Tuesday, November 1, 2011

Review of the Wendelstedt Umpire School Rules and Interpretations Manual

Every rec coach and high school baseball player believes he knows the rules of baseball. Heck, even the casual baseball fan thinks he knows the rules. For red-blooded American males (and some females), its like baseball is part of our DNA - we know the rules instinctively.

Well, umpires know differently. We know that the baseball rules are far more complex than the plain meaning of the rulebook. Baseball rules are made up of the printed rules, interpretation, and tradition. Understanding and correctly applying the rules of baseball is quite complex. For instance, did you know that the professional rules require the ball to be pitched within 12 seconds when the bases are unoccupied? That’s Rule 8.04, but don’t feel bad if you didn’t know it. That rule and many others like it are largely ignored or only selectively applied.

So how do you know “the real rules” of baseball? You study. . . a lot.

The Official Rules of Baseball (OBR) is a convoluted mess. It is poorly organized and in many cases vague. Reading the OBR is like reading Moby Dick – it will give you a brain freeze. Consequently, there are several secondary resources on the market for amateur and professional umpires. These books present the rules of baseball in a more systematic and organized manner. One of these books is the Wendelstedt Umpire School Rules and Interpretations Manual, or the Wendelstedt Umpire Manual (WUM).

The WUM is “A Complete Annotated Rewrite,” which means that its supposed to make sense of the rules. The WUM succeeds on this point and baseball rules are presented in a straightforward, no-nonsense manner.

While the interpretation and explanation of the rules is first-rate, the organization of the manual is challenging. Its layout follows the progression of the Wendelstedt Umpire School five week course, which does not make the manual conducive to quick reference.

Harry Wendelstedt makes suggestions as ‘Harry’s Hints” for certain rules. These suggestions are sprinkled throughout the book. Cites from MLBUM and PBUC are also used, when appropriate. Reference Plays put the rules into a scenario for further study. One of the best features of the manual is the historical references. The WUM explains the genesis of some of the rules, which enhances understanding of its purpose and place in the rulebook.

The WUM contains some OBR rules that are reprinted in a small font that is tough to read. I speculate that the smaller font is used to set the rule apart from the rest of the book, and also to save printing space. For umpires over 40 (like this writer), the smaller font is a nuisance.

There are A LOT of errors in the WUM. I can appreciate grammatical errors, sh*t happens all the time on this blog. However, there are A LOT of errors (A LOT). Even the cover of the WUM contains errors:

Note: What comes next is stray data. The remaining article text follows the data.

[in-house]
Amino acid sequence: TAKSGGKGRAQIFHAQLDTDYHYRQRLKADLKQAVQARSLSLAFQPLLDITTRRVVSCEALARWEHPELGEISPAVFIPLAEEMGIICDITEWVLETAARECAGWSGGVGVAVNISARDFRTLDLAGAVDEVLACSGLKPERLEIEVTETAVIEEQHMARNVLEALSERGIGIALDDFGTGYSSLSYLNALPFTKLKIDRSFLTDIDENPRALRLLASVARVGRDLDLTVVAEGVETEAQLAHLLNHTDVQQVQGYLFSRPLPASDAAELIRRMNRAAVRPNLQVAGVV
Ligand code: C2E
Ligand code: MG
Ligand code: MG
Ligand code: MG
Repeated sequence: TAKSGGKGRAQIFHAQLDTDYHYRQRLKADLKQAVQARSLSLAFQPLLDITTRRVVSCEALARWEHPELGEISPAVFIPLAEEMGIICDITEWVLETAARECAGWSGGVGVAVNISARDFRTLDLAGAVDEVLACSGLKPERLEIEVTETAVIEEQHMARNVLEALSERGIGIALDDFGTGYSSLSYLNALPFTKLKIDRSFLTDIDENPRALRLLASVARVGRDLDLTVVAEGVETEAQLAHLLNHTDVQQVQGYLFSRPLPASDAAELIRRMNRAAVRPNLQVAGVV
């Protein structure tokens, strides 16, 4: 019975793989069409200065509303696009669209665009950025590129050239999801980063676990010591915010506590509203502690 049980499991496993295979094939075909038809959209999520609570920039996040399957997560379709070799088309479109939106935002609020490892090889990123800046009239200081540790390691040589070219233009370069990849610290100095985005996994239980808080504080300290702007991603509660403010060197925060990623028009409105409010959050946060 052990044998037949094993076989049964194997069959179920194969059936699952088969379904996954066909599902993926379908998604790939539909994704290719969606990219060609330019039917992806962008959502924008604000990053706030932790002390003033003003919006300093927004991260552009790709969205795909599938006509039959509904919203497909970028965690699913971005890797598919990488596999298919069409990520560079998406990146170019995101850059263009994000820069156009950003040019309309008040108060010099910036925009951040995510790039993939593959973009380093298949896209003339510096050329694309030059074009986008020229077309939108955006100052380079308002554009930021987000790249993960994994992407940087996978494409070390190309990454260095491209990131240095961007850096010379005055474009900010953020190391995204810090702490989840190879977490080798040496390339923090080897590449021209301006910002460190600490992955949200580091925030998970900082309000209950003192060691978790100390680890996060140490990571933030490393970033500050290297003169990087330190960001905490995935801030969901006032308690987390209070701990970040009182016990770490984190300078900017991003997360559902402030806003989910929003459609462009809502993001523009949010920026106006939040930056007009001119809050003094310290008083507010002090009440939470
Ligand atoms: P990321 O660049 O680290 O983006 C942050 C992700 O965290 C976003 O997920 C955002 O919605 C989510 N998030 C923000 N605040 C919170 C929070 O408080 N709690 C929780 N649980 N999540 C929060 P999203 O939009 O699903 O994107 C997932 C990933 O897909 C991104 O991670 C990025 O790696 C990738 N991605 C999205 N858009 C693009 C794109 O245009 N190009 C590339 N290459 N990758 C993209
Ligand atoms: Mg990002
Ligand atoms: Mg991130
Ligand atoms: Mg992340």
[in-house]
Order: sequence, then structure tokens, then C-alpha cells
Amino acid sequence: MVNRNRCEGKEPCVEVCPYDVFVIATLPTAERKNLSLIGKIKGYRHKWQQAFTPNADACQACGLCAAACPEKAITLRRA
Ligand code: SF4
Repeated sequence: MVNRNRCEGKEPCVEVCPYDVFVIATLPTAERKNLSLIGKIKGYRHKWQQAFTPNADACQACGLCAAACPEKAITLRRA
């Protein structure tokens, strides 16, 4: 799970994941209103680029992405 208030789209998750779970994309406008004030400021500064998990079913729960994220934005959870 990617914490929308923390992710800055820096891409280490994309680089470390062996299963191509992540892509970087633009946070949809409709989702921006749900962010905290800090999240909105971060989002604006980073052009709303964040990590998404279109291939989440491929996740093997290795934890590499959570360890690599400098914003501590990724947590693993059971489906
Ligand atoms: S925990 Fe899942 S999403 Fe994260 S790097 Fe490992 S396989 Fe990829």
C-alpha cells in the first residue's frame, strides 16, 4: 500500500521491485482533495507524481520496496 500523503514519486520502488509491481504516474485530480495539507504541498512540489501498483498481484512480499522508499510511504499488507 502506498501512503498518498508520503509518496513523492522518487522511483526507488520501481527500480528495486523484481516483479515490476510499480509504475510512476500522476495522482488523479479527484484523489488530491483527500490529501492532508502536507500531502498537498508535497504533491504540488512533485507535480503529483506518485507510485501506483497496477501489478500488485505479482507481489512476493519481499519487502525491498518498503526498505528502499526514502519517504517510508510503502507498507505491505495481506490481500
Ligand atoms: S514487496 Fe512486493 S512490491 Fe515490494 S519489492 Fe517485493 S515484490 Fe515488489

“Our staff includes some of the most experienced MLB umpires in baseball.”
“Our students routinely receives higher placement in professional baseball. . .”
These errors are pervasive throughout the book (e.g. “When the ball goes out of play, the umpire should call time and the runners be awarded their bases.”) These typos distract from the content and undermine the authoritative nature of the book. Maybe it is unfair to hold an umpire manual to the same standard as a book mass-produced for the general public and professionally edited. Unfortunately, as an umpire (howbeit “amateur umpire”) I know that appearances matter. When I present myself to the world as an umpire, my shoes are shined, my uniform is neat and clean, my hat does not show sweat stains. . . This book is full of sweat stains and seems hastily prepared, which calls into question the thoroughness and accuracy of its interpretations.

The regular advertised price of the WUM is $54.99 + tax and shipping. That is considerably steeper than a competitor resource, the Jaksa/Roder Manual, which sells for $39.99 plus shipping.

I’m calling this one FAIR because the WUM is one of the very few authoritative secondary resources for umpires. If you get the opportunity to buy this manual, I recommend getting it and reading it cover to cover.

However, while the content of the manual is good, the organization of the WUM is not. The higher price tag and lack of editing makes this manual a disappointment.


BobH said...

Actually, "Our staff includes..." is grammatically correct.

Pete Reiser said...

Well, when I typed this article I was wearing my black velvet smoking jacket with my red silk jacquard ascot, and I was swirling a snifter of brandy. . . so how could I possibly be wrong?

"Staff" when referring to a collective group, takes the singular verb "includes." On the other hand, "staff" when referring to the individual members of a group, takes the plural verb "include."

The sentence at issue is: "Our staff includes some of the most experienced MLB umpires in baseball." The sentence refers to only certain individuals, not to the entire staff.

Rephrasing the sentence makes this point clear: "Some of the most experienced MLB umpires in baseball are included on our staff." Plural verb.

Unfortunately, as I write this comment I am wearing a t-shirt and pair of jeans. . . so I could be wrong. . . could be wrong. . .